Teams that gained the most found clear lanes and held them at length. In particular I noticed how Jim Richardson’s Farr 40, Barking Mad, with Terry Hutchinson calling the shots, was always in the clear [Ed.’s note: They won Boat of the Week in both Key West and Miami]. Barking Mad would set up another boat to leeward and ahead to serve as a blocker. In one race, Barking Mad only tacked twice on each windward leg. Nice.

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Obstructions: Several times I noticed individual boats getting tangled with other classes. The best policy is to stay away from packs of boats. And while we’re on the topic of obstructions, a growing trend is the number of coach boats hovering around the starting box and at turning marks. Coach boats tend to squeeze in close to see the action. Their wakes definitely affect the racing fleet. I wouldn’t be surprised to see Sailing Instructions deal with coach boat placement and traffic, particularly support boats that speed from one mark to the next.

Close encounters: On short, windward-leeward courses, one-design fleets stick together. Boats are constantly approaching each other, and the most disciplined helmsmen always accelerate when a rival is within several boatlengths. Upwind, this means bearing off a few degrees while easing the sails, and downwind this means steering a few degrees higher. With more speed it’s easier to maneuver, tack, or jibe. When one boat is sailing faster than another during an encounter, the faster boat always comes out with a better position.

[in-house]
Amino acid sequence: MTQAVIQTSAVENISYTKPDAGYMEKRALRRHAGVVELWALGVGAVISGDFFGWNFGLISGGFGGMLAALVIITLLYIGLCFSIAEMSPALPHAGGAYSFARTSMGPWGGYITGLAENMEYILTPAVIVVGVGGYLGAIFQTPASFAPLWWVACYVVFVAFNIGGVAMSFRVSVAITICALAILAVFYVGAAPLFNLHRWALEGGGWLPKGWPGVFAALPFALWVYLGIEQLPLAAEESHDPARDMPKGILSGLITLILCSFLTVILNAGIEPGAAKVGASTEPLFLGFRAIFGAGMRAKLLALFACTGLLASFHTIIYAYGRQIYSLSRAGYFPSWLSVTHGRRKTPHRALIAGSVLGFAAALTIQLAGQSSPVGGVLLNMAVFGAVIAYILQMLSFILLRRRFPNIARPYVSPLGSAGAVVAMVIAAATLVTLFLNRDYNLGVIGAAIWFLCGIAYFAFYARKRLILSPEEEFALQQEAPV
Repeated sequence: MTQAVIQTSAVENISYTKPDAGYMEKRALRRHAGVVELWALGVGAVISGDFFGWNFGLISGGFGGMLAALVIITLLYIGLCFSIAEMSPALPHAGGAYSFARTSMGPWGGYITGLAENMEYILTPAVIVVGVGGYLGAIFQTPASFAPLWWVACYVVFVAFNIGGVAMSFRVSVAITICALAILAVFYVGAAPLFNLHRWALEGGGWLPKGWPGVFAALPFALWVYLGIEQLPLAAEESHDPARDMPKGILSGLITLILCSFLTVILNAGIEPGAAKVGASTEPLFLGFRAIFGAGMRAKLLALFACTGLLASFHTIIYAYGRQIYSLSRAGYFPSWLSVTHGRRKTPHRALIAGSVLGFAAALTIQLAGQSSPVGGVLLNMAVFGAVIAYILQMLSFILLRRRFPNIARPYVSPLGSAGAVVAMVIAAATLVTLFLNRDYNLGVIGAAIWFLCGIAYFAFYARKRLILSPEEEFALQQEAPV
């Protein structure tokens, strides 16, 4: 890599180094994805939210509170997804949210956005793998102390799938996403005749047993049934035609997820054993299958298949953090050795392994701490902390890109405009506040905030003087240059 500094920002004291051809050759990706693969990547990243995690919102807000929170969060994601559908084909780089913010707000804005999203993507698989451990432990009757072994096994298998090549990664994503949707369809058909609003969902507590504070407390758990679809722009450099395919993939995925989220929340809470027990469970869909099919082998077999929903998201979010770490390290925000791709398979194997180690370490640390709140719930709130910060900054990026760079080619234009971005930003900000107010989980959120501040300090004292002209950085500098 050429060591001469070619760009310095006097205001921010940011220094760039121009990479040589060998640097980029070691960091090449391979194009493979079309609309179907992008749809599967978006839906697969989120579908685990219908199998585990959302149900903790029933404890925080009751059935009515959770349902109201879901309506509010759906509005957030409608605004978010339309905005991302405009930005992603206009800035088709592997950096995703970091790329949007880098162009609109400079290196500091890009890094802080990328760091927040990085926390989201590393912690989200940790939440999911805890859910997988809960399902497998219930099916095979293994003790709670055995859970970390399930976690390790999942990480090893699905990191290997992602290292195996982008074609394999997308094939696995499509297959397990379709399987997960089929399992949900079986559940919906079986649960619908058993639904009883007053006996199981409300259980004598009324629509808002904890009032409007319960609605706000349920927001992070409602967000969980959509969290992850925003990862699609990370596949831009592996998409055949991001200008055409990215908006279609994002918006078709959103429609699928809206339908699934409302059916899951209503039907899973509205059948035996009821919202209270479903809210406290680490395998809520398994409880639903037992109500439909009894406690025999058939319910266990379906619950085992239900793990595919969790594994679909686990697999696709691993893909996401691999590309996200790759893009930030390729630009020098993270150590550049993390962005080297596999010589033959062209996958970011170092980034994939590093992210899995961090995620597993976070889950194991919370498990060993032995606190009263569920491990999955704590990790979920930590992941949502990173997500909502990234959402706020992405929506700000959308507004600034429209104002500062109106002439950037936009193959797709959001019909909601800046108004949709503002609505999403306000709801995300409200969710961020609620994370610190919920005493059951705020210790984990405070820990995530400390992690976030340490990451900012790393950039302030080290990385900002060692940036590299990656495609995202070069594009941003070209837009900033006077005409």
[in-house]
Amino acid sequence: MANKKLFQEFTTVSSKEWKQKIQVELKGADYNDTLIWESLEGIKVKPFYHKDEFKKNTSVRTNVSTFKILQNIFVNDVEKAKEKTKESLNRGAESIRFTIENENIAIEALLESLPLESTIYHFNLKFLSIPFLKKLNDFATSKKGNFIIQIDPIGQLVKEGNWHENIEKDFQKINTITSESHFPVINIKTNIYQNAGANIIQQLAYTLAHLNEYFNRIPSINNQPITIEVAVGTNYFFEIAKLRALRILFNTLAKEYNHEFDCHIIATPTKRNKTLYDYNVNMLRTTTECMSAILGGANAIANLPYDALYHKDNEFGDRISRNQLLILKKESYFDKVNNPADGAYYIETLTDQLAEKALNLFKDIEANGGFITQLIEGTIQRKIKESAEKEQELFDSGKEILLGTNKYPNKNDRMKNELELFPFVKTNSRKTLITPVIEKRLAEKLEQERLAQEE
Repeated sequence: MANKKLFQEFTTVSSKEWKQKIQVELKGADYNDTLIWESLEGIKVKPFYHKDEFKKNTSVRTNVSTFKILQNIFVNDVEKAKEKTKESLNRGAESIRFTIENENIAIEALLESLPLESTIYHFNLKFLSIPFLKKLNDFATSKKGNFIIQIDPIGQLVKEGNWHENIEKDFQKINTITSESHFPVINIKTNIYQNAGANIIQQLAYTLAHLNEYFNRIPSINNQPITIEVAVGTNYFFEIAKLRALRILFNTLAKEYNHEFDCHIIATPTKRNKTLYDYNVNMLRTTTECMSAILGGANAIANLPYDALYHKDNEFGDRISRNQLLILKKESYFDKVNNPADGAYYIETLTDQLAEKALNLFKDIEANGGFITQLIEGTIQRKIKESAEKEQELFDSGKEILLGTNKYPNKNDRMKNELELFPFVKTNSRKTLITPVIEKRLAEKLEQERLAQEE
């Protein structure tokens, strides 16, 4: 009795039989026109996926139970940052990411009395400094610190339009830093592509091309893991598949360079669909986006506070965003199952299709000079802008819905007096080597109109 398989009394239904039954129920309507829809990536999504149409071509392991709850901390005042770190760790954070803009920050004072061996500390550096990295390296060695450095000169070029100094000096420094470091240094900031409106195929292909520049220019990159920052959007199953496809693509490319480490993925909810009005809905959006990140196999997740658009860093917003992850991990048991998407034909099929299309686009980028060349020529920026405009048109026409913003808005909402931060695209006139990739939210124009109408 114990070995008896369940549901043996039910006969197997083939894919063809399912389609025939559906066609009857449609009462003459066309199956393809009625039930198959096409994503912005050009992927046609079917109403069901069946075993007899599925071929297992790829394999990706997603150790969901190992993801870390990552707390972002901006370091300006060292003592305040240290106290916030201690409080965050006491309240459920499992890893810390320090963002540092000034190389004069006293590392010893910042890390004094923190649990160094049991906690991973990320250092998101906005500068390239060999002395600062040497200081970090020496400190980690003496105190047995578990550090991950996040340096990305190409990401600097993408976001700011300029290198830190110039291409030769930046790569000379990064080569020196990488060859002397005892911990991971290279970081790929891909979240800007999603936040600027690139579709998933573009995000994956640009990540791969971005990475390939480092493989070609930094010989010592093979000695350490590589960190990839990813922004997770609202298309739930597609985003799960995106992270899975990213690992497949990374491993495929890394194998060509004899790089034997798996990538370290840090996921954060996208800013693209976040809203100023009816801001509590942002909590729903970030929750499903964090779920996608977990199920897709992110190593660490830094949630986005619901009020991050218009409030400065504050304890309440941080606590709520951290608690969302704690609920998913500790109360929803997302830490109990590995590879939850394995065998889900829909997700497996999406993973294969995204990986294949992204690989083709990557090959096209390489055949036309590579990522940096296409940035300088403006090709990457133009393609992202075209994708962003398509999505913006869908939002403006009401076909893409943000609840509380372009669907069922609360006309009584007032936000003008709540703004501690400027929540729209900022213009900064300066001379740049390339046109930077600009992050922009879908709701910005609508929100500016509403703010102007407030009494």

At marks: We all know how much we can gain or lose at the turning marks and gates. From the air, these losses are even more dramatic-I’m talking instant boatlengths. From onboard audio, we could hear how the best teams kept the helmsman focused on steering only. Some boats tried to pull off dramatic maneuvers within a few lengths off the leeward gate, catching their crews off guard. Quick turns and late douses would visibly slow the boat, with considerable distance lost. When you’re onboard in the midst of such chaos you don’t realize how much you’re losing; the bird’s eye view shows how bad it can be (and how good it can be).

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Picking a gate is never easy, but the better boats regularly headed for a specific side early, which seemed to dictate early on which gate they wanted (Last-minute guessing rarely results in better roundings). Boats that would jibe for a leeward mark, with the spinnaker halfway down, would inevitably round in a mess; sliding sideways and providing more material for Dr. Crash. Jud Smith, crewing on the Melges 32, Lake Effect, would verbally walk through the rounding plan about 90 seconds before the turn. His boat was quiet during the actual maneuver.